Italy 'will not need a bailout', says Monti

Italy 'will not need a bailout', says Monti

Italy will not need a bailout to survive the economic debt crisis, Prime Minister Mario Monti said in an interview with German radio on Tuesday, amid fears Rome may be forced to call for aid.

“Italy even in the future will not need aid from the European Financial Stability Fund,” Monti told Public Radio ARD according to Italian media reports.

The former EU commissioner, who has been working hard to deny rumours that Rome is at risk of contagion, called on the markets and financial observers “not to be governed by cliches or prejudices.”

“I understand that Italy could have been associated with the idea of an undisciplined country in the past,” but “now it is more disciplined than many other European countries,” he was quoted as saying.

“Our country pays through its financial contribution … to support Greece, Portugal, Ireland and now Spain. And now it also pays through extremely high interest rates because of tensions on the markets,” he added.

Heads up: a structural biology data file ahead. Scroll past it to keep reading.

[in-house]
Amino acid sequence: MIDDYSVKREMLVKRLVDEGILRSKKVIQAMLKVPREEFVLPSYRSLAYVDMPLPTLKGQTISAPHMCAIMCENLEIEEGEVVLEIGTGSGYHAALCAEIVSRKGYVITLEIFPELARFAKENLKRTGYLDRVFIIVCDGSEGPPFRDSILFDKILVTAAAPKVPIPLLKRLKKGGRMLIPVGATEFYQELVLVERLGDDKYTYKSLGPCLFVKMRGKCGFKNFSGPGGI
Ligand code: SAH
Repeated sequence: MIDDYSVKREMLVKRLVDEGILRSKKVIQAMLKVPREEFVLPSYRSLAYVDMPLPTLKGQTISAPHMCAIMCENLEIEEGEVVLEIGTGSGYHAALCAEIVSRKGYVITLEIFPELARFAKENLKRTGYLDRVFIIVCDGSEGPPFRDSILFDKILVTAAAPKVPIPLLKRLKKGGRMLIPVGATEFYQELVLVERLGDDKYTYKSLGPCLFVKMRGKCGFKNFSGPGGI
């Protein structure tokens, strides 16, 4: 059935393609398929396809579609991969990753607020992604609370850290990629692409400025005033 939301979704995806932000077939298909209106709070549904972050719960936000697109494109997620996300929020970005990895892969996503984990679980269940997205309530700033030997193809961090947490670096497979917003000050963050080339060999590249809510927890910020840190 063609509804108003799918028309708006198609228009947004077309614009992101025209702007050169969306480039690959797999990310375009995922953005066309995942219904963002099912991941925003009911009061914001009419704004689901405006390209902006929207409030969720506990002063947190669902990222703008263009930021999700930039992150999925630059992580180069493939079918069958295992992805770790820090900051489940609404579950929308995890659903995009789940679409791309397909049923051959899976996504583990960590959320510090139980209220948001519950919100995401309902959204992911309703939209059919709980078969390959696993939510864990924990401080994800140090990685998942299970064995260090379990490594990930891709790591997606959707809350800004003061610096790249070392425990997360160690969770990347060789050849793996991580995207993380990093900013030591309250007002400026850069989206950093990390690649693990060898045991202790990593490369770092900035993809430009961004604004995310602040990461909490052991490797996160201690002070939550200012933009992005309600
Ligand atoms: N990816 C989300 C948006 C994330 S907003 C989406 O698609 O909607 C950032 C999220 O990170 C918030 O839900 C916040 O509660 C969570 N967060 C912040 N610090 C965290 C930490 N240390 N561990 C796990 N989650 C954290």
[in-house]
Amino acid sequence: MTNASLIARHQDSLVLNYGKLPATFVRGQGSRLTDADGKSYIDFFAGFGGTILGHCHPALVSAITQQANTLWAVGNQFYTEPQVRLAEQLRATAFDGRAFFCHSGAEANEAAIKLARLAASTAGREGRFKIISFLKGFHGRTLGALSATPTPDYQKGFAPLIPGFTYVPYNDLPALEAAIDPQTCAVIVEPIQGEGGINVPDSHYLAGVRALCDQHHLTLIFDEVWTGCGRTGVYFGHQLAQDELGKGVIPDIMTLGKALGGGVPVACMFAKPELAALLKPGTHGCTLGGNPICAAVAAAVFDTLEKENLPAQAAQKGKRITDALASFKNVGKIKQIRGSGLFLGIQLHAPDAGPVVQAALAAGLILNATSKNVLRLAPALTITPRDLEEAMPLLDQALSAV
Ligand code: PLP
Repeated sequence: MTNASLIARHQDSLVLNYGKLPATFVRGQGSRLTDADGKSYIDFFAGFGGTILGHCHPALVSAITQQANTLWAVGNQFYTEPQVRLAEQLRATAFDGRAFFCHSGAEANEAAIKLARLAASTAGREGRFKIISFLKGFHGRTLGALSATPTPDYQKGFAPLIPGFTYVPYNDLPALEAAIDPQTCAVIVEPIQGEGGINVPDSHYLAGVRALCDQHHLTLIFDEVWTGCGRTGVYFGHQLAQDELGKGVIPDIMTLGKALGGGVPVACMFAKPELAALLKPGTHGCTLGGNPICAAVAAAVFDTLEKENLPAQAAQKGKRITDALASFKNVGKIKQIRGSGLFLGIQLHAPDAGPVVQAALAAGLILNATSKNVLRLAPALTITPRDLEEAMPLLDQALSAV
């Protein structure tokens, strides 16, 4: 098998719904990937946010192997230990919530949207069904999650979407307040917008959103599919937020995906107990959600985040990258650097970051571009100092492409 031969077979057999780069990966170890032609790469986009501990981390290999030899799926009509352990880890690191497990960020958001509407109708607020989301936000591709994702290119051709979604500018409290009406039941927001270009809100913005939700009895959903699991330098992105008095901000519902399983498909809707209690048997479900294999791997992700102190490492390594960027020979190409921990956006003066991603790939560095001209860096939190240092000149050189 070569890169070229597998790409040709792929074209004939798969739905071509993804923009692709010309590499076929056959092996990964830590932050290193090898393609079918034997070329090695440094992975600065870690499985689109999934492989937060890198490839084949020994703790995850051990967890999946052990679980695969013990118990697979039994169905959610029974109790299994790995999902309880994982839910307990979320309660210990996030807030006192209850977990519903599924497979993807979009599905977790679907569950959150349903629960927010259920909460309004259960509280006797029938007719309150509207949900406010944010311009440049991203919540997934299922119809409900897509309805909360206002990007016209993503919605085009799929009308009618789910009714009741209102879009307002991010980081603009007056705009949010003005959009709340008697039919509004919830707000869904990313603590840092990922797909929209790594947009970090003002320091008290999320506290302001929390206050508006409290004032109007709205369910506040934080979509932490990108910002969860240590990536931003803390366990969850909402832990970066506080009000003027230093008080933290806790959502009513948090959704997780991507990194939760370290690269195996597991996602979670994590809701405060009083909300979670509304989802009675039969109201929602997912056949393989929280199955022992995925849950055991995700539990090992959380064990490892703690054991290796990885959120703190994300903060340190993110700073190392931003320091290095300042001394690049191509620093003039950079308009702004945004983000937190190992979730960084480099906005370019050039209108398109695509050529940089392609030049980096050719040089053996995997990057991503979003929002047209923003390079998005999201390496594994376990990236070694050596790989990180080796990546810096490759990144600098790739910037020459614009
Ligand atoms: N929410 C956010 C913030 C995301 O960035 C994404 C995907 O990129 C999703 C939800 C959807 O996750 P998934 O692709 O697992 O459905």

Earlier Tuesday Monti slammed as “totally inappropriate” a suggestion by Austrian Finance Minister Maria Fekter that Italy may be forced to follow stricken Spain into begging for a financial rescue because of its high borrowing costs.

Rome is struggling to allay market fears that it may be next in the debt-crisis firing line in the wake of a bailout for Spanish banks this weekend and ahead of Greece’s election Sunday which could force Athens out of the eurozone.

Skittish investors fearing a knock-on effect from Spain to Italy caused markets to plunge Monday and the yield on Spanish and Italian bonds spiked.

Italy’s 10-year government bond yield leapt to a high of 6.197 percent from the previous day’s closing level of 6.03 percent.

Monti’s comments came ahead of a planned Italian sale of 12-month bonds on Wednesday, which is being seen as an important test for Rome.

While Italy’s banks are not exposed to the real estate crisis which has rocked Spain and its deficit is lower, there are fears the recession-hit country’s public debt mountain of 1.9 trillion euros may make it the next domino to fall.


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